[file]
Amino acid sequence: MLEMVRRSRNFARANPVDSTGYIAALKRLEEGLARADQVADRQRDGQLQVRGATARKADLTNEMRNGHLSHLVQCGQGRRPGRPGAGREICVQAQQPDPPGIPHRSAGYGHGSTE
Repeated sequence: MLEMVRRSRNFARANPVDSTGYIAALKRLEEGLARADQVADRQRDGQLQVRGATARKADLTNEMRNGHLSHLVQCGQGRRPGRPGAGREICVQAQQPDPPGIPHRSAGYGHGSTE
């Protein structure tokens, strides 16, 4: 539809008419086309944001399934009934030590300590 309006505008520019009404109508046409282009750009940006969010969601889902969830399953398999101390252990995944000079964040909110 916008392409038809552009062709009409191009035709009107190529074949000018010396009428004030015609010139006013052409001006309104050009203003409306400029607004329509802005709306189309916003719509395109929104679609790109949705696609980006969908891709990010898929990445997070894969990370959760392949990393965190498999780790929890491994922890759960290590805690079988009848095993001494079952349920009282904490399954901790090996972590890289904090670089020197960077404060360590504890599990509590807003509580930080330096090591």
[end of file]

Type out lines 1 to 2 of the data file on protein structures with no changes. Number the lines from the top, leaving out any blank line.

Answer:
Amino acid sequence: MLEMVRRSRNFARANPVDSTGYIAALKRLEEGLARADQVADRQRDGQLQVRGATARKADLTNEMRNGHLSHLVQCGQGRRPGRPGAGREICVQAQQPDPPGIPHRSAGYGHGSTE
Repeated sequence: MLEMVRRSRNFARANPVDSTGYIAALKRLEEGLARADQVADRQRDGQLQVRGATARKADLTNEMRNGHLSHLVQCGQGRRPGRPGAGREICVQAQQPDPPGIPHRSAGYGHGSTE